participants at "spikning" (nailing) of dissertation at the University library in Växjö

Companies wanted to feature doctoral students in an industrial graduate school on big data

Linnaeus University is currently building a graduate school allowing professionals to pursue an education and conduct research in big data related to industry, leading to a licentiate or PhD degree. Would you like to join our funding proposal to the Knowledge Foundation's (KK) industrial graduate schools programme?

Background

Linnaeus University has a prominent research centre on big data, Linnaeus University Centre for Data Intensive Applications and Sciences (DISA). The university also offers free, industry-tailored courses for professionals in the digital sector that are partly financed by the graduate professional development programme of the Knowledge Foundation.

Industrial graduate schools is a complementary programme from the Knowledge Foundation that enables the development of research-linked courses and postgraduate education in close collaboration between academic environments and companies. Through matching the knowledge in the academic environment with the competence needs of the business sector, employees can develop the competence companies need to retain and strengthen their renewal and their competitiveness.

Linnaeus University will seek support for an industrial graduate school in the field of big data, a profiled research and competence area of the two hosting universities. [WHICH ONES?]

What is big data?

The ubiquity of sensor, computing, communication and storage technologies provides us with access to previously unknown amounts of data – big data. Converted into actionable knowledge, data has become an unprecedented economic value as witnessed by the success of companies like Google, Facebook, and Twitter.

Big data has also started to revolutionise research communities and their scientific methodologies. It has innovated the approaches to knowledge and theory building, validation, and exploitation taken in science and engineering. In engineering, data based decision support and prediction models allow generating systems from data that earlier needed to be implemented manually, if possible at all. Technologies include statistics and machine learning as well as parallel and stream processing, data transformation, information visualisation, and information security.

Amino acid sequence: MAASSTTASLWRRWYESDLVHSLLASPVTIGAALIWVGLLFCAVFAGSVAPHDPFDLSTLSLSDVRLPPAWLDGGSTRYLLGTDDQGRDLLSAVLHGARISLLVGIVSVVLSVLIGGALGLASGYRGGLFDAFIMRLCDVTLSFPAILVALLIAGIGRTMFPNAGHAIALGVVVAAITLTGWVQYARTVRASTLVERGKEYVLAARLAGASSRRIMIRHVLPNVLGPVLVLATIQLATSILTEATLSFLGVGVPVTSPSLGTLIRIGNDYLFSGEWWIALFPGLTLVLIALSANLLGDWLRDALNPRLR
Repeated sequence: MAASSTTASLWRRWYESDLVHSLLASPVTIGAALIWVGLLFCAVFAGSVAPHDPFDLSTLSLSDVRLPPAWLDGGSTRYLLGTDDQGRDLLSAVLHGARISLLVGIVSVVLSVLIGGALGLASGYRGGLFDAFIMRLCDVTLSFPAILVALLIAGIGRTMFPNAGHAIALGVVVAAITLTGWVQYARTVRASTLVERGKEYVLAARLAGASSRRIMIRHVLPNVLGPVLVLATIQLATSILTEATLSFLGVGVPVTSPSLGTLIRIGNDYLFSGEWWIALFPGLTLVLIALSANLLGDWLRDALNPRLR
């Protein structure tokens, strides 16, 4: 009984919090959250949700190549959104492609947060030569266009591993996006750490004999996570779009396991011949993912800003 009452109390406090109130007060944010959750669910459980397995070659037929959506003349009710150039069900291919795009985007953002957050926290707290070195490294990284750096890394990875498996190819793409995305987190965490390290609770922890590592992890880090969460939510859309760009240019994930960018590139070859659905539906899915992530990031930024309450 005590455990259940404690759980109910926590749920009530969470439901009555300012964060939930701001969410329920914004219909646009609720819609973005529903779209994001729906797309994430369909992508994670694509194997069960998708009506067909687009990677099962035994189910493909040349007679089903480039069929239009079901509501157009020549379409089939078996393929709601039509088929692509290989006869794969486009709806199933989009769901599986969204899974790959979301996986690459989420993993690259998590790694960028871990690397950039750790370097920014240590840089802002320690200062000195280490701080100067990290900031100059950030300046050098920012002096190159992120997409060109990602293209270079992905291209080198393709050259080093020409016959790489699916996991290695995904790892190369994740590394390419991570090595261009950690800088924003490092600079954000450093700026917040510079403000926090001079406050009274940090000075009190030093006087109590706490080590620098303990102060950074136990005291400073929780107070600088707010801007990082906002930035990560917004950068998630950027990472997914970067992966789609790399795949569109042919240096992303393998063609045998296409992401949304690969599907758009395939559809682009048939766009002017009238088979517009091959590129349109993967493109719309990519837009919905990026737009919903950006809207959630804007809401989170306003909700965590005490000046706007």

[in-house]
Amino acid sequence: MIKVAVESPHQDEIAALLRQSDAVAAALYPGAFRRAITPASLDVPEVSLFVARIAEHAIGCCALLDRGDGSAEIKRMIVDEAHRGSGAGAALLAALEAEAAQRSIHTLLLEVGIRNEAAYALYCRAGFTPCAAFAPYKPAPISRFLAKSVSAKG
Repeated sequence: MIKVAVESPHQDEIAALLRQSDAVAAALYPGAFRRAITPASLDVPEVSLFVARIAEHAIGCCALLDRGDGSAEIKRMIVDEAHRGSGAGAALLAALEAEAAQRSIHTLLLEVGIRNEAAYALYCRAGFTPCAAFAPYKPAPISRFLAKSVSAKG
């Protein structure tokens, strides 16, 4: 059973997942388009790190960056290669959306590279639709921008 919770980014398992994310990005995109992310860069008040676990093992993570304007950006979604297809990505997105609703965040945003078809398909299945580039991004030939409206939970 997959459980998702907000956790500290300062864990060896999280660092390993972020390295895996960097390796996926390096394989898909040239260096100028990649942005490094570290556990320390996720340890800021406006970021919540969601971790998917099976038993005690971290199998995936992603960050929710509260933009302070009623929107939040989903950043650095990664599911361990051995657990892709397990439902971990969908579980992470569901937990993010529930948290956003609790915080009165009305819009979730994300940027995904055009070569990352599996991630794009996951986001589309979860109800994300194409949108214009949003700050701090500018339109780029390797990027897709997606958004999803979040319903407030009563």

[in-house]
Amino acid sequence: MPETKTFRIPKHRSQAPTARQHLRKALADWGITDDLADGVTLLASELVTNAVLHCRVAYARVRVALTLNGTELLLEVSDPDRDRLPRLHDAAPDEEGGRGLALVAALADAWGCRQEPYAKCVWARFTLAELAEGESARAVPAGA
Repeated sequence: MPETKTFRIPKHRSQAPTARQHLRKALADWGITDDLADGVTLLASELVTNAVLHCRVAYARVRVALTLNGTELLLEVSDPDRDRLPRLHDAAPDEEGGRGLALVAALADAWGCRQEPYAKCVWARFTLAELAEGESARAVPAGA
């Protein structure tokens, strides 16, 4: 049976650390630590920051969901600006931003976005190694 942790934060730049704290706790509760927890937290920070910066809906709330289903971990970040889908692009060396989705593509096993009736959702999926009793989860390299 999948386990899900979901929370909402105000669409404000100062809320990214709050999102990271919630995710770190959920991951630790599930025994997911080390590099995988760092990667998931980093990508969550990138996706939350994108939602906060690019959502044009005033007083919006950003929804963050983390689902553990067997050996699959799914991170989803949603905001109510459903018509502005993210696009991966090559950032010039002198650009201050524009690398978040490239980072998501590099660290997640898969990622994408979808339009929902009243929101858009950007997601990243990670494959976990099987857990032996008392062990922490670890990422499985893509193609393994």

What's in it for your company?

This is a way for you and your company to build expert competence among your own employees or, together with the universities, find new employees with competence in data analytics, digitalisation and related areas that are important for your innovation roadmap.

Together with your experts, the doctoral students will perform R&D addressing the company's questions and challenges in collecting and making accessible data sources and transforming data into actionable knowledge and value. Additionally, you get access to senior researchers from the universities helping the R&D projects and, this way, to national and international networks of leading experts in the field of big data and digitalisation.

What's expected from you company?

You invest the time of one or more of your employees to study on a doctoral programme. Your company, the university and the Knowledge Foundation jointly cover the salary of this doctotal student. You provide the doctoral student with a mentor from your company and give input to research questions of interest, and provide data and your company's expertise. The Knowledge Foundation and the university will cover all costs for the research school itself in the form of developing courses, providing senior researchers as supervisors (20-40 % of full-time) and other costs directly related with the doctoral education.

If you don’t have a person in your organisation that would be suitable and interested in joining the programme, we can jointly look for a qualified doctoral student that matches what you are looking for.

The regular study period is about five years, but the actual study time can differ between individuals. Up to 80 % of the work of the doctoral student is spent directly in your company, so you will get and hold a close contact with the doctoral student.

Details are given below:

  • 20 % of the time can be spent on regular tasks in your company.
  • 20 % course work at the universities.
  • 60 % of the time is dedicated to R&D in the research project.

Time plan

On 12 September, we will send in a proposal to the Knowledge Foundation. We need to have at least six doctoral students confirmed by companies with letters of intent, see below.

Are you interested?

Then we need the following information from you and. We will help you with the content and formulations.

  • Letter of intent: A letter that clearly shows your intent to become a part of the industry graduate school and your financial commitment, a short description of your company, the focus area of the research project, and one paragraph on your road-map and how the doctoral project could contribute to the milestones/goals in this road-map. Mind the synergy between these goals and (big) data technologies. Enclose the logotype, the contact person and a signature.
  • Project description: The research project plan (not more than 1/2 A4 page), including questions and challenges and the connection to the milestones/goals in the road-map. If possible, describe the data sources available and the approaches that you favor.

For more information, support to formulate your ideas or discussions on how to set this up, please contact the industrial graduate school's coordinator Diana Unander or leader professor Welf Löwe, no later than 30 August.